Pressure injury is a serious health problem not only among adults but also among children. However, anatomical and physiological differences of the children may affect the prevalence of pressure injury. The current study aimed at determining the prevalence of pressure injuries and its risk factors for use in designing prevention programs.
This was a 1-day in-depth assessment of all children who were hospitalized at a tertiary center in Turkey. Included were children who were admitted without pressure injuries. Observation and face-to-face interviews were undertaken to assess each child for the presence or absence of pressure injury using an Individual Characteristics Form, the Braden Scale, and the Braden Q Scale for Predicting Pressure Injury Risk. In addition, each child was assessed with the Glasgow Coma Scale and given a nutritional assessment.
Pressure injury had developed in 17 of the 143 patients (12%). For these children, average age was 66.2 ± 616 months, mean body weight was 19.7 ± 16.5 kg and most of them were determined as underweight according to a body mass index of 70.6% (12 children). Male gender was identified in 64.7% (11 children). Among the children in whom pressure injury developed, it was seen that average hemoglobin value was 9.5 ± 1.6 g/dl and average albumin value was 2.7 ± 0.2 g/dl. It was found out that mean Glasgow Coma Scale score was 10.7 ± 4.6 and mean Braden Risk Score was 15.3 ± 5.2, which indicates moderate risk. Furthermore, 58.8% of the children were treated in the intensive care unit; 52.9% of the children (nine children) had neurological problems, whereas 70.6% of them (12 children) had chronic medical problems. It was discovered that the rate of the patients whose pressure injury was Grade 1 was 47.1% (eight children).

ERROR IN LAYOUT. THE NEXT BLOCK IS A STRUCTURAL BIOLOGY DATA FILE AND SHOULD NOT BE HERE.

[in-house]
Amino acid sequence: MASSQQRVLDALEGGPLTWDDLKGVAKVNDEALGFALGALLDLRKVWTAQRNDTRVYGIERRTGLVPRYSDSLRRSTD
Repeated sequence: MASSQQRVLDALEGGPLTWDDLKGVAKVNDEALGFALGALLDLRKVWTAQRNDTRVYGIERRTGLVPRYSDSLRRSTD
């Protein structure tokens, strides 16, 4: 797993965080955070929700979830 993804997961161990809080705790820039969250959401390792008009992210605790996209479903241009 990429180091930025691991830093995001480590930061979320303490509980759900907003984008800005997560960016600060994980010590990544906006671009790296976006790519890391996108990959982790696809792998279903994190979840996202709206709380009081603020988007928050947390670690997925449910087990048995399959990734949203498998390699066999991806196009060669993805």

In the current study, prevalence of pressure injury was 12%. Most of the children in whom pressure injuries developed had low body mass index and albumin values and neurological and chronic diseases, showing that these children were under risk for pressure injuries. The results obtained from the current study will be evaluated as evidence to prevent and treat pressure injuries at the institution where the study was done.